TJ's New Orleans Style Coffee with Chicory definitely is exactly that. It's a darker roast of Arabica goodness, but not overly burnt tasting like some other more famous chain store brands. The chicory definitely adds an extra element of bittersweet essence that adds some tasty uniqueness that makes one satisfying sip with a little cream and sugar mixed in (take it easy on the sugar, though). Apparently, the tradition of adding chicory to coffee comes from the French who, in poorer times, wanted to stretch out their coffee supply and couldn't think of a better filler. Well, France, aside from the bikini, this just might be the best idea you've ever had. It's one delicious blend that, though I've never been to 'Nawlins, I can imagine sipping a Cafe Au Lait while being washed over by live jazz and grazing on beignets at a night club. Or, if you prefer a bolder flavor with less cream, the smell of the grounds remind me of good smoky pipe tobacco, so imagine an early morning on a dock in the bayou waiting for a nibble on your line. Delicious, delicious stuff.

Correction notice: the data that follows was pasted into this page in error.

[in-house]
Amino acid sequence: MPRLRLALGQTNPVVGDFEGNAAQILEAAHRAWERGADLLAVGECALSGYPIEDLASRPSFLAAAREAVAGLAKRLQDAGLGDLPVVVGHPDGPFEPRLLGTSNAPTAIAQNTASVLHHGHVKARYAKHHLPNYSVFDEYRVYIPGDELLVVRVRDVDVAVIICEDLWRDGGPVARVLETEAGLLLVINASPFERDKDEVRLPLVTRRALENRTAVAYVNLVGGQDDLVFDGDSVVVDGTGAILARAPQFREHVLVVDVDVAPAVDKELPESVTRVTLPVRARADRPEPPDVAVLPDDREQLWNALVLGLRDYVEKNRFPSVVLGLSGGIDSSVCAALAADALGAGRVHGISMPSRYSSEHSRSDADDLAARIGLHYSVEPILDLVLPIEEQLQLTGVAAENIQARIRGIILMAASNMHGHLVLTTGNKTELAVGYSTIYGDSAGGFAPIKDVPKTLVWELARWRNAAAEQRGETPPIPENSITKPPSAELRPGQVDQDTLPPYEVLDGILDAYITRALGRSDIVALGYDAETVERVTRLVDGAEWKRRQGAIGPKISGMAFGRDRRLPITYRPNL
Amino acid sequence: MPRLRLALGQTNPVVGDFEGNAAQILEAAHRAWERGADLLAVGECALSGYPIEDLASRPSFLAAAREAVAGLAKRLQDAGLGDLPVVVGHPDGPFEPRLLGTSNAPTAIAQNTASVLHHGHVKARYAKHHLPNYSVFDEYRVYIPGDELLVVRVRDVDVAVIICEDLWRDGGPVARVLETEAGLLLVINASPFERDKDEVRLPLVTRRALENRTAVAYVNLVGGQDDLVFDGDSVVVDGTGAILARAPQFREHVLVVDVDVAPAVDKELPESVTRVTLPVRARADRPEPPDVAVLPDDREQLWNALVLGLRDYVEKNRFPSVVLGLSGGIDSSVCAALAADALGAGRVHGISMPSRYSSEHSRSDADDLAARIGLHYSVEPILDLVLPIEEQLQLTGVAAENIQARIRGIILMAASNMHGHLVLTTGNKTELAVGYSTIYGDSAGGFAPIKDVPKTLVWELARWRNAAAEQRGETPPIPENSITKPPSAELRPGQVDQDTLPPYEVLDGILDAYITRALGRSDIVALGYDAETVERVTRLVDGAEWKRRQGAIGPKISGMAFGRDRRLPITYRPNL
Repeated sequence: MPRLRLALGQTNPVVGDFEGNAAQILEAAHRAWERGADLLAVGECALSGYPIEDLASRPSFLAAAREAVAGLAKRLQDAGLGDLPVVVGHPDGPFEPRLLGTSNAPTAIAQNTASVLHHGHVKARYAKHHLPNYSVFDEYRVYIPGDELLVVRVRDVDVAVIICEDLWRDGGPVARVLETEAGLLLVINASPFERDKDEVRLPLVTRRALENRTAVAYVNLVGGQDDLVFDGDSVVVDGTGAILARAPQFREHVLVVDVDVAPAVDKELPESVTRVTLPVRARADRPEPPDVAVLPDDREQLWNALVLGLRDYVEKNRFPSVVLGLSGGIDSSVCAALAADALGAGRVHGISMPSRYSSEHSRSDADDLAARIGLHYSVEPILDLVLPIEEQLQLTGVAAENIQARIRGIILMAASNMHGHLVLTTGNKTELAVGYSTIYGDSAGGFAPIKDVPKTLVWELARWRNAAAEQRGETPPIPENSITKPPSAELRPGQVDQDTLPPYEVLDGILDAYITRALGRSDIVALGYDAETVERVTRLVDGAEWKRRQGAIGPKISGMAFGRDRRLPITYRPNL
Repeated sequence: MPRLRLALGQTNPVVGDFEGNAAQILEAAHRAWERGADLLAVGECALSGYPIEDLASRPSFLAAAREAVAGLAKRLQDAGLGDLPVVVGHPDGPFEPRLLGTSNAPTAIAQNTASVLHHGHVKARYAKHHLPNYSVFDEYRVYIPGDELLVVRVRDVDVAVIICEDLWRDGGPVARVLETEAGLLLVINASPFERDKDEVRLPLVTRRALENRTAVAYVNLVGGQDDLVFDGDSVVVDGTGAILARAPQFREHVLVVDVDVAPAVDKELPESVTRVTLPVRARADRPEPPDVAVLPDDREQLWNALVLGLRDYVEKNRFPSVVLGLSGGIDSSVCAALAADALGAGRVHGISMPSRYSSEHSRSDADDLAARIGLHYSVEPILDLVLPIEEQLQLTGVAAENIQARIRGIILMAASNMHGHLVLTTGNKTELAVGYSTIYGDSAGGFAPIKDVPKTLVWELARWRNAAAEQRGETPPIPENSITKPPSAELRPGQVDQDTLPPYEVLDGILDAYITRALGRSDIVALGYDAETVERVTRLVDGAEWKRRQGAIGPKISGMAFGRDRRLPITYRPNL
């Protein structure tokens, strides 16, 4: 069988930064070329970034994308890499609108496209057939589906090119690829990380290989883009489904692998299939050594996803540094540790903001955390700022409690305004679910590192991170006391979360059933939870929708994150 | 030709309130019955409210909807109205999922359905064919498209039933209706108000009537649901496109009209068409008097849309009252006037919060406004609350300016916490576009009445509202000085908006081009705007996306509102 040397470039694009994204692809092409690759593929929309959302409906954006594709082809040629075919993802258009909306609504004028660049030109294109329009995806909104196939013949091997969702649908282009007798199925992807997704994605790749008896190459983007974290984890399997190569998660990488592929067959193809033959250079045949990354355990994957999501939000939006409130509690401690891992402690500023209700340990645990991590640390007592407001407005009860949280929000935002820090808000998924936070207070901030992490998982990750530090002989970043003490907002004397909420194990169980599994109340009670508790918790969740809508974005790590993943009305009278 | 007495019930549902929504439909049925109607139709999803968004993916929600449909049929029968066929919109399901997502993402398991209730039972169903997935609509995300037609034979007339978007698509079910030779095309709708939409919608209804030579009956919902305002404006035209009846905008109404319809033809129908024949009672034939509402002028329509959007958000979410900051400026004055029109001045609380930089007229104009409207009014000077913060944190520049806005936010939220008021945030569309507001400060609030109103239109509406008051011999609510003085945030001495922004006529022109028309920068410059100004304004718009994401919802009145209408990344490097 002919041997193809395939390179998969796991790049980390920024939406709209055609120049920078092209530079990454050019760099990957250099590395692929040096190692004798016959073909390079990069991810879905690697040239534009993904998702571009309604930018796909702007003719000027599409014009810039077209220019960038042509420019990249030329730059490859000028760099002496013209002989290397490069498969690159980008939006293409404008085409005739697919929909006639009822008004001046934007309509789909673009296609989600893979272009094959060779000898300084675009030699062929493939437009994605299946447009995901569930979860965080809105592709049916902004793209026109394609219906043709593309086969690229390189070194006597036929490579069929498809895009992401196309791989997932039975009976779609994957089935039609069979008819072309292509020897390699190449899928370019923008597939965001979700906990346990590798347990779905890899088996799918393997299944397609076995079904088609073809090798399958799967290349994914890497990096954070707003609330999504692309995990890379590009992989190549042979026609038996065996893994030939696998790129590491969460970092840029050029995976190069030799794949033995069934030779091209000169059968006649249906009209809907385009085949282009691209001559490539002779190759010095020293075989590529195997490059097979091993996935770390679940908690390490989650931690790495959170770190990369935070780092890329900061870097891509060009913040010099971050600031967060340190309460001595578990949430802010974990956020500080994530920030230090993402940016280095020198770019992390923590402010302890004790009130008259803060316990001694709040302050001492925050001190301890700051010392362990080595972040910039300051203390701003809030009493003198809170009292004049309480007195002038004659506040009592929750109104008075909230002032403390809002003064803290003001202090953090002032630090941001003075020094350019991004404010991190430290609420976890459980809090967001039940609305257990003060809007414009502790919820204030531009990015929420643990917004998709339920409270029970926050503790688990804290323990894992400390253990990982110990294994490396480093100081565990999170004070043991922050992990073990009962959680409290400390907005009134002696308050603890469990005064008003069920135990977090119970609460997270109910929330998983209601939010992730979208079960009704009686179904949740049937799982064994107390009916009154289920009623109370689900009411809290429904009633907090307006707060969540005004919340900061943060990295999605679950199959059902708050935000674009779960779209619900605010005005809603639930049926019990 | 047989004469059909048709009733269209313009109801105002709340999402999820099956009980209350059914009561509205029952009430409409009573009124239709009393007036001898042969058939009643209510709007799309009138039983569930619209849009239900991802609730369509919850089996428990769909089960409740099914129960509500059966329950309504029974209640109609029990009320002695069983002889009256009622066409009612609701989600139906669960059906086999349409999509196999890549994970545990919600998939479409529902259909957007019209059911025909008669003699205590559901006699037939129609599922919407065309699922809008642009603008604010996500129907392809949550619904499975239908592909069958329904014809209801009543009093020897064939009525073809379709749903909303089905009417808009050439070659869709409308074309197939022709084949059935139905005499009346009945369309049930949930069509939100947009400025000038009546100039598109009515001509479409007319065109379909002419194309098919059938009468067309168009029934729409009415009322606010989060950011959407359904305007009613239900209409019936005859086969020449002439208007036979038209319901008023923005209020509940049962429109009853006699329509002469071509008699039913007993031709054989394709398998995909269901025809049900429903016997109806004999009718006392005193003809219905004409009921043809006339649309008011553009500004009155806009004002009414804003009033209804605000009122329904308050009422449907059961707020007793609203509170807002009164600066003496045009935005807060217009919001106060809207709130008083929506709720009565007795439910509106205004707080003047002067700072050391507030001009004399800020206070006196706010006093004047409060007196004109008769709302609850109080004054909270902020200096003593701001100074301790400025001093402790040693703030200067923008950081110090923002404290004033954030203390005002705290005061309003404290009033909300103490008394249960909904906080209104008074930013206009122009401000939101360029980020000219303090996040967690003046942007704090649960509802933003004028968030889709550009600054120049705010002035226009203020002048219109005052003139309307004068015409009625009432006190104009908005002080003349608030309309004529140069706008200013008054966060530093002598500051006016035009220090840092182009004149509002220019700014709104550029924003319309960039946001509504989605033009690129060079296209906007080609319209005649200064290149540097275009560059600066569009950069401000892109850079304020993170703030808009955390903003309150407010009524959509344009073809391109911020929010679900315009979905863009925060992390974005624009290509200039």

It must be partially because the images that the city and region conjures up that TJ's claims, right on the side of the can, that they love New Orleans. Heck, I haven't been there, but I think I'd love it there whenever I'd make it. Well, I know love can be defined in many different ways, but...guess where the nearest Trader Joe's to New Orleans is. That's right, you can't pick up a can of TJ's New Orleans Style Coffee in New Orleans. Nor anywhere else in the great state of Louisiana. Maybe a quick trip to Mississippi then? Alabama perhaps? Nope and nope. Try 468-freakin' miles away to Atlanta. Seven hours 26 minutes according to Google maps, but hey, no tolls. That's not any type of love I'm aware of, and as far as I'm concerned, that's not right. 'Nawlins, stand up for your right for a TJ's! While we're at it, for a cool city I've been to, rise up Asheville, NC! And I'm not absolutely certain, but I think my aunt who lives in Austin, TX would appreciate one, too. I mean, if my square-as-a-shoebox suburban sprawl of a hometown of Hatfield, PA can have a TJ's within reasonable driving distance (Mom, it's just on the other side of Montgomeryville, it's not that far), why not these vibrant Southern cities? Trying to instigate another Civil War? With all the good things you offer, Trader Joe, you won't be viewed as a carpetbagger, methinks.